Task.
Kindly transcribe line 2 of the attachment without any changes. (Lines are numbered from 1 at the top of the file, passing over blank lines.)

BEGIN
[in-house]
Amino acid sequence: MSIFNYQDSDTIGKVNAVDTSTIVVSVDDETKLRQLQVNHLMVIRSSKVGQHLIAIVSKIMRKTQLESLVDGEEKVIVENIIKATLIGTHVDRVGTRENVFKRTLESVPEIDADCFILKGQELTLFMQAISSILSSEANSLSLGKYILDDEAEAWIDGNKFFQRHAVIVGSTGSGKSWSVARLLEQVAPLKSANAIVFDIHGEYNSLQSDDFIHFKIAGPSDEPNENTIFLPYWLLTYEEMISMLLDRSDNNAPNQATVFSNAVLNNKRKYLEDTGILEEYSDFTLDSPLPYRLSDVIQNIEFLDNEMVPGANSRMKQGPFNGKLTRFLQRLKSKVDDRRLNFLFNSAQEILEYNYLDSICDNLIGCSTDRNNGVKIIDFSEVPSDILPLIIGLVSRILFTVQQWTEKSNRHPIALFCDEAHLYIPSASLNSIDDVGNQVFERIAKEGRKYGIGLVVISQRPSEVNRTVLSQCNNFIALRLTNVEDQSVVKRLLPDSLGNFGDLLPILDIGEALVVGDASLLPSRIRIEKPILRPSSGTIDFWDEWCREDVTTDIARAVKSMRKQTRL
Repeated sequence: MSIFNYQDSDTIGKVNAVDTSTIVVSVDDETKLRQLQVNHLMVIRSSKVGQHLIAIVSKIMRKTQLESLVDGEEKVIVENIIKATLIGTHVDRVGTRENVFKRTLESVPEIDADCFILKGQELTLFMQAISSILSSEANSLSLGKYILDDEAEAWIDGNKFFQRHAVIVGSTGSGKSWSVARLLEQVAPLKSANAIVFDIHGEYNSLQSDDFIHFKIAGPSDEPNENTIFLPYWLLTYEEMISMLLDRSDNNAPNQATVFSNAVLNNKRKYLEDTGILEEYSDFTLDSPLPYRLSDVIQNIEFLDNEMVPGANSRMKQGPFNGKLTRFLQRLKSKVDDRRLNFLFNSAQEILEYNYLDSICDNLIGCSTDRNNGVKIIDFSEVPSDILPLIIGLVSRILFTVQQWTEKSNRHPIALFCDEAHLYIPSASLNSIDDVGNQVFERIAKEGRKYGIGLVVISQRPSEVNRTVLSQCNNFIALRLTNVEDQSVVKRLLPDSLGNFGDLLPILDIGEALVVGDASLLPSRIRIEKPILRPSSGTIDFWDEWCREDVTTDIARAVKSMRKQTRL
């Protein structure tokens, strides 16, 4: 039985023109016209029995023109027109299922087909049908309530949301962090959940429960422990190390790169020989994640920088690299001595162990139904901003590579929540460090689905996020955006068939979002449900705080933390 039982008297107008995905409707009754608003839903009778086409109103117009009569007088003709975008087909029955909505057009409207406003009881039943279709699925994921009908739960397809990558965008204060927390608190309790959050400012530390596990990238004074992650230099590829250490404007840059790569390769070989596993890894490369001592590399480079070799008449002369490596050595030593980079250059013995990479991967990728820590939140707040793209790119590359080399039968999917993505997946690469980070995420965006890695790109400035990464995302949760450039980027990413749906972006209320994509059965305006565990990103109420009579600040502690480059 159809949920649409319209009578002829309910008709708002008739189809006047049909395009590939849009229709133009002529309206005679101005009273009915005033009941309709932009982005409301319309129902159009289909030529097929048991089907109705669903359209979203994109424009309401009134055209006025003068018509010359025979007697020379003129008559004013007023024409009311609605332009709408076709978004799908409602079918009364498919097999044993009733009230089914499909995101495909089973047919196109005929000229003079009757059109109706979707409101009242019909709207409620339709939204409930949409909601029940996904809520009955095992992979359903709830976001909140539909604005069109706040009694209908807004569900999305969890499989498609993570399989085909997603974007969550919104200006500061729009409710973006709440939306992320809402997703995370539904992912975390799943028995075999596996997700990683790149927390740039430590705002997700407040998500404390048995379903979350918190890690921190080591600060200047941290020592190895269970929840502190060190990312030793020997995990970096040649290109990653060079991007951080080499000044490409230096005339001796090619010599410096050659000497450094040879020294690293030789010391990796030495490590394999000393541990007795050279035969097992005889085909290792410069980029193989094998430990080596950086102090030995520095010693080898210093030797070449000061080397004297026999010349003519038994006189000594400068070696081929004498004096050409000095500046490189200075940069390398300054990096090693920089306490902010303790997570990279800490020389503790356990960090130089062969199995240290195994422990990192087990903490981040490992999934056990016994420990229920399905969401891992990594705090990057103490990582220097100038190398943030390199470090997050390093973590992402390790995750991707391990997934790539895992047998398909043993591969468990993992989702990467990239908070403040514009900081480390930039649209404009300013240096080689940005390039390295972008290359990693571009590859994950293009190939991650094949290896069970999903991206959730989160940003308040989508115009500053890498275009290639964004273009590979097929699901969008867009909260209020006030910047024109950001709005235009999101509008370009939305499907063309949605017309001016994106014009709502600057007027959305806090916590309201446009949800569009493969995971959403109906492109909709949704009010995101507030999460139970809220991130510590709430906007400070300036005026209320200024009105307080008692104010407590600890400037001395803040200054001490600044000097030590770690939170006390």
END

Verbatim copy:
Amino acid sequence: MSIFNYQDSDTIGKVNAVDTSTIVVSVDDETKLRQLQVNHLMVIRSSKVGQHLIAIVSKIMRKTQLESLVDGEEKVIVENIIKATLIGTHVDRVGTRENVFKRTLESVPEIDADCFILKGQELTLFMQAISSILSSEANSLSLGKYILDDEAEAWIDGNKFFQRHAVIVGSTGSGKSWSVARLLEQVAPLKSANAIVFDIHGEYNSLQSDDFIHFKIAGPSDEPNENTIFLPYWLLTYEEMISMLLDRSDNNAPNQATVFSNAVLNNKRKYLEDTGILEEYSDFTLDSPLPYRLSDVIQNIEFLDNEMVPGANSRMKQGPFNGKLTRFLQRLKSKVDDRRLNFLFNSAQEILEYNYLDSICDNLIGCSTDRNNGVKIIDFSEVPSDILPLIIGLVSRILFTVQQWTEKSNRHPIALFCDEAHLYIPSASLNSIDDVGNQVFERIAKEGRKYGIGLVVISQRPSEVNRTVLSQCNNFIALRLTNVEDQSVVKRLLPDSLGNFGDLLPILDIGEALVVGDASLLPSRIRIEKPILRPSSGTIDFWDEWCREDVTTDIARAVKSMRKQTRL